by Mia Taylor
Last updated: 12:50 AM ET, Tue November 27, 2018
The Tourism Council of Mexico is about to be dissolved as part of changes being made to the way the country promotes tourism under President Andrés Manuel López Obrador's new administration.
According to Riviera Maya News, the council (also known as Consejo de Promoción Turística de México or CPTM) is to be phased out and its responsibilities turned over to Mexico's global embassies.
Luis Alegre Salazar, president of the Tourism Commission in the Chamber of Deputies told the publication that there will still be resources for the promotion of Mexico's tourism industry, despite the decision to eliminate the council. Those resources will now be provided by the country's federal budget, he said.
Previously, Alegre Salazar explained, tourism promotion funding came from fees international tourists pay upon entering Mexico via air travel. Those fees generate about 8 billion pesos a year, and 10 percent of that income stream was used for the National Fund for Tourism Promotion.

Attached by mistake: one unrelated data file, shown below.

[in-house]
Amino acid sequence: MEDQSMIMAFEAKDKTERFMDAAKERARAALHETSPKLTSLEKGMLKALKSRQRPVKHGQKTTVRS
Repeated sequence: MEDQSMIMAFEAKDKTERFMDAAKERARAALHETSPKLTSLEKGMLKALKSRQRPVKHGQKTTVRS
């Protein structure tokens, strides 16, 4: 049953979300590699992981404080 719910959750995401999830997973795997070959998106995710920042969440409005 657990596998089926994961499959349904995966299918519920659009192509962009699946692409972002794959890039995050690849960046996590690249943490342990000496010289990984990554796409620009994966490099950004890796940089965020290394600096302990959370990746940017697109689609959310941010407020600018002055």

About 20 percent of the income from fees went to the National Institute of Migration, and the remaining 70 percent was used by El Consejo de Promoción Turística de México (CPTM).
Altogether, according to Alegre Salazar, about five billion pesos annually was used for promotion spending, including paying for various tourism council offices around the globe.
"Basically the offices of the CPTM abroad, whose functions will now go to the embassies, had been carrying out a work of market intelligence, that is to say, they were reporting the situation of the different markets in order to offer the hiring tools for tourism promotion specific to each country," he explained.
As part of the new approach, tourism promotion programs and investments will be subdivided, and there will no longer be a specialized body spearheading that work.
"The promotion of the country will continue, but with a more efficient spending, taking advantage of the embassies of Mexico around the world," he noted.
Alegre Salazar said the change is part of the reorganization taking place under the new presidential administration.
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